On Writers

The Brain Which Changes Itself

by Norman Doidge,
Viking 2007.

In a tradition of anecdotal science writing which dates back beyond Freud, perhaps beyond Darwin and the Huxleys, we’re told of instances of failures in the human body, which are cured or compensated for by changes the brain makes for itself. In Doidge’s Introduction:

The discovery of neuroplasticity, that our thoughts can change the structure and function of our brains,even into old age, is the most important breakthroughin our understanding in four hundred years.Cheryl Schiltz has entirely lost her balance. Her vertigo is banished by wearing a sensory helmet invented by Paul Bach y Rita. After very few moments her balancing senses are permanently restored. So joyous is she:I look up, and Cheryl is dancing with Bach y Rita.She leads.

Barbara Arrowsmith Young is a young woman whose learning facility is retarded. She has brilliant capacities for effort and for interpersonal understanding, so enrols in an Education Studies unit in Ontario, where she studies so hard as to leave only four hours a day open for sleep. Her reading on learning difficulties caused by brain damage have her wonder if a damaged brain facility might be improved by practise and repetition, just as a damaged muscle should be rebuilt by exercise. She and Joshua Cohen devise exercises based on clock faces, since she has difficulty with the concept of representing the passage of time by this cipher.So successful is this that she and Cohen open an educational facility for the restoration of the abilities of comparison, and of the mental capability we might think of as simile or metaphor.Like all brain exercise programs, hers work best and most quickly for people with only a few areas of difficulty, But because she has developed exercises for so many brain dysfunctions, she is often able to help children with multile learning disabilities – children like herself, before she built herself a better brain.Obsessive compulsive disorder sufferer, here called Emma, is blind and before she leaves her house must recheck stoves and locks, and sometimes return simply to go through all this again. Doidge‘s treatment was to train this sufferor to identify the panic signal as from a malfunctioning part of the brain. She and her husband were friends of Doidge. ‘Theodore,’ she said, ‘it’s not that I’m crazy. It’s just that my brain wasn’t turning the page.’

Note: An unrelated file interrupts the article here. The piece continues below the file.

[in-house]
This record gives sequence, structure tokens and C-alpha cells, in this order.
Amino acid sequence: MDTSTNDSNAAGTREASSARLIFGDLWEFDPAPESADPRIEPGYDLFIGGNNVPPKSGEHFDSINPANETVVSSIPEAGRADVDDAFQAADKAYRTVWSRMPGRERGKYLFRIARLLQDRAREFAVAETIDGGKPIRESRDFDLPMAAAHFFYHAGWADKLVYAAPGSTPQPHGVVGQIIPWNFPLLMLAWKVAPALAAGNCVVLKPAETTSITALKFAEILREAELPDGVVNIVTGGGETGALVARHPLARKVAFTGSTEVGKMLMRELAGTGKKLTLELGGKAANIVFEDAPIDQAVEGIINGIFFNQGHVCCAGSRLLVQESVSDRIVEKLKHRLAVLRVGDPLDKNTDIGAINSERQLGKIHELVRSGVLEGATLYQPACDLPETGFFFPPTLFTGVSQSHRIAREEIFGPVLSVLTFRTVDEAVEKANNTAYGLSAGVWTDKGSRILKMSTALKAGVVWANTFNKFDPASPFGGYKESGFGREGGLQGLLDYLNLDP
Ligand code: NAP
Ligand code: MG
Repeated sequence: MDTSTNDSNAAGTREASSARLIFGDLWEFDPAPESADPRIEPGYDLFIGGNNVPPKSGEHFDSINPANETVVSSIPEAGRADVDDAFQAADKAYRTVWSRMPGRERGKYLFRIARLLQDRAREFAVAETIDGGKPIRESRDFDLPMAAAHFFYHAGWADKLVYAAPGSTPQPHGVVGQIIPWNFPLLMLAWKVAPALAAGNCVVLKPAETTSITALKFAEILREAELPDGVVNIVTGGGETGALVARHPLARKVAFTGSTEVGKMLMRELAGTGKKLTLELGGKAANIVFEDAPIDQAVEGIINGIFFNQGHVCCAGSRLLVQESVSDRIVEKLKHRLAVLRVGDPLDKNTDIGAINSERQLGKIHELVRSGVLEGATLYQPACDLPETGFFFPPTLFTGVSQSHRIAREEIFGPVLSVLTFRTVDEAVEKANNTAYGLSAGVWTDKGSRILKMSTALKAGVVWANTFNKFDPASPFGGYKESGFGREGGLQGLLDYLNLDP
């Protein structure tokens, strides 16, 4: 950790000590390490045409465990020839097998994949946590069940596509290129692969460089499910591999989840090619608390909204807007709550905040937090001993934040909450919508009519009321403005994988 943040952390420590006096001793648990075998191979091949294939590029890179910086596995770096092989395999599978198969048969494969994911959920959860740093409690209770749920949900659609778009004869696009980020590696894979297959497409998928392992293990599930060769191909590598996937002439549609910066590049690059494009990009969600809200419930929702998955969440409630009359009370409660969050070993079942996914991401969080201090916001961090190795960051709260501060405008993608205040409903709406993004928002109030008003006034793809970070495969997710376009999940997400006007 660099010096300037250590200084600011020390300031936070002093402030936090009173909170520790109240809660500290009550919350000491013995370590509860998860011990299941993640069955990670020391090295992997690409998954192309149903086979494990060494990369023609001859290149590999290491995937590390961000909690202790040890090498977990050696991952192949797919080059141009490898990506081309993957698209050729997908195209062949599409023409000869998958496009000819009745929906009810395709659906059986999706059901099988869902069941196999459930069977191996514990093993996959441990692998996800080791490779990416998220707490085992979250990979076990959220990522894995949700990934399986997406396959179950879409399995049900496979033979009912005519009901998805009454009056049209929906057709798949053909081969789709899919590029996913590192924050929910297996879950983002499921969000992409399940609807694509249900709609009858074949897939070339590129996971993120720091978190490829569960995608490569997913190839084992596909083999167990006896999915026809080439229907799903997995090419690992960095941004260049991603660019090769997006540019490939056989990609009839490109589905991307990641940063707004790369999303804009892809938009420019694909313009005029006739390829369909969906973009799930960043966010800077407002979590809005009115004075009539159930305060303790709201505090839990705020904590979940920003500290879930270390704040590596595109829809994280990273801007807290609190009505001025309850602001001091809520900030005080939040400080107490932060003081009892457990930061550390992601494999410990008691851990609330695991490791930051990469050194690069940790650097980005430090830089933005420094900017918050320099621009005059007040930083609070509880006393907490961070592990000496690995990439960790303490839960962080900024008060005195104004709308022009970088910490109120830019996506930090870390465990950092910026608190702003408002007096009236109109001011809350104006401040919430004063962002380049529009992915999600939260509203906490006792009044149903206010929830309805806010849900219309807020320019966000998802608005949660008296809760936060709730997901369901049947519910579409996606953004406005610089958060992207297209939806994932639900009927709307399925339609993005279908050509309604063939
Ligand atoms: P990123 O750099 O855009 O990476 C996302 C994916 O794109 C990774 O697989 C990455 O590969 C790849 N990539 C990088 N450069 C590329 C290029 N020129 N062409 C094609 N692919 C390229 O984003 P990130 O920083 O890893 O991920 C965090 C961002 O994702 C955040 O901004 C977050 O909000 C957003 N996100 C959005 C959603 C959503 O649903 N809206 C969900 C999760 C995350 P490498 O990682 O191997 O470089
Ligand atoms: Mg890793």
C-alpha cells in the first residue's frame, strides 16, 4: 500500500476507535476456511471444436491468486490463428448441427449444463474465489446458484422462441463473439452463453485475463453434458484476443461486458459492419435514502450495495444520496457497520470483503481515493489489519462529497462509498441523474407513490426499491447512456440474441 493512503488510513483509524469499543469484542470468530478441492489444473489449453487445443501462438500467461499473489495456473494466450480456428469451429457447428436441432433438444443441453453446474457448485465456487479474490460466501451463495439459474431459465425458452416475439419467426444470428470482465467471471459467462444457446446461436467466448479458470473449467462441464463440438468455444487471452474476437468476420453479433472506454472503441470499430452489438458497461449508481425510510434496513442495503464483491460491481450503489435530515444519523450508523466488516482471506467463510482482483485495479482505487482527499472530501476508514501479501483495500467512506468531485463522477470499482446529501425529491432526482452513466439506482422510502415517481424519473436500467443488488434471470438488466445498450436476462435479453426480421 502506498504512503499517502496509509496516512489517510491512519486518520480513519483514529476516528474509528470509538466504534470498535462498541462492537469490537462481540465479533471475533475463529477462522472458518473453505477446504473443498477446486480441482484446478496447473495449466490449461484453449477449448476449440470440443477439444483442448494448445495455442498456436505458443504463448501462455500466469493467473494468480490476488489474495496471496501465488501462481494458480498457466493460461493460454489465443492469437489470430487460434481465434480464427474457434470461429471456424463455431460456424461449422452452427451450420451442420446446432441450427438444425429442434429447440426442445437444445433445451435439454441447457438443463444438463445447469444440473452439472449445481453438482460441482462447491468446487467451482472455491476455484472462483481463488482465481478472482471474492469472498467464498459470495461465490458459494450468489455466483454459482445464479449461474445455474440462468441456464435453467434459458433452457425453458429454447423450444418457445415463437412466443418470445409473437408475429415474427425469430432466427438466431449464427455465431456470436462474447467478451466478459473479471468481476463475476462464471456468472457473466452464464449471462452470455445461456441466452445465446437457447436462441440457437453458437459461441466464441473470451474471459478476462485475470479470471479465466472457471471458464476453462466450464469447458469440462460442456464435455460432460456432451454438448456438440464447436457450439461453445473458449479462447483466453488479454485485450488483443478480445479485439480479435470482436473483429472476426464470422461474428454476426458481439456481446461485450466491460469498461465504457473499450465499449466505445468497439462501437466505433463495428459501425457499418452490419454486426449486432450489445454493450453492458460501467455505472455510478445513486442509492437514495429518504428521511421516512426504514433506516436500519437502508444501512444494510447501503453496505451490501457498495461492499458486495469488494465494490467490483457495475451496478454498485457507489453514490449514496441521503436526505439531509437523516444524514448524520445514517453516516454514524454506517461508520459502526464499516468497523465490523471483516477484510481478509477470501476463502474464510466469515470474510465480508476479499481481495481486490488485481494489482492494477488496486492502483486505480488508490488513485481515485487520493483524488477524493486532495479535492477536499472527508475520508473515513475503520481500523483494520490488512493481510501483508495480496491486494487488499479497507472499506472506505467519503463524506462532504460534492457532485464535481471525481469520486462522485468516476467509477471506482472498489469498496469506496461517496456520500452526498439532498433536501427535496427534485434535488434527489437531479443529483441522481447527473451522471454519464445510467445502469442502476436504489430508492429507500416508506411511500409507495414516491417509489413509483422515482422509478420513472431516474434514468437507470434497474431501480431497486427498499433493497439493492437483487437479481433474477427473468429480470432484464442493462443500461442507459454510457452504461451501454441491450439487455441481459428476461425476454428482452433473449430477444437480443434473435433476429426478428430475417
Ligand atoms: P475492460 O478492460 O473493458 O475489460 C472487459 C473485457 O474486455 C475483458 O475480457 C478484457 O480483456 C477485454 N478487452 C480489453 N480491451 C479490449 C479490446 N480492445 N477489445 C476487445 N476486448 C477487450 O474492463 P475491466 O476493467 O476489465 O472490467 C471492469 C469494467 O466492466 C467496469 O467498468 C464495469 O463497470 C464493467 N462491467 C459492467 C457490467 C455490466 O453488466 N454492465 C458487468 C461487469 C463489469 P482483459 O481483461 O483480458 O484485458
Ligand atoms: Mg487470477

The centres of inductional activity covered here follow Joshua Cohen, Mark Rosenweig, Michael Merzenich, Michael Bernstein, Edward Taub, Jeffrey Schwartz, Eric Kandel, an intellectual hothouse of well educated, quick minded people with a shared culture and shared trust. As with Freud in Vienna, it shows the intensity of Jewish intellectual energy.And reminiscent of Freud whose practice covered, for the most part, middle class Viennese, mostly diaspora, but wealthy, yet Freud was able to identify hidden psychological mechanisms, which proved to be valid across other cultures, or anyway European cultures.

Mapping the brain came at a great cost to experimental animals. Edward Taub used a small tribe of silver monkeys in whom to sever brain parts, so to observe which parts of the body lost use and ability. Doidge’s defence of Taub relies more on outrage and indignation than philosophy and ethics. I’m sure Peter Singer wouldn’t agree.His Appendix One asks ‘What is the relationship between the brain and culture?’‘Culture is not just produced by the brain, it is alsoby definition a series of activities that shape the mind.’The second part of this sentence is truer than the first, but is put in a way that blurs Doidge’s own definitions, that the brain is one object, the mind is another. But I like the possibility that the mind is an acculturated brain, if that’s what he means.

And his ‘How we civilise our animal instincts’ highlights the fact that some in our societies can’t do this at all, particularly the class of highflying CEOs.

Of Civilisation he gives the Oxford dictionary definition, though I’d prefer one more exclusively centred on the co-operative forces of civil living, but at least it led me to devise a clearer definition of my own.:Civilisation is the pattern of systems which influences individuals & small groups to behave productively within large groups.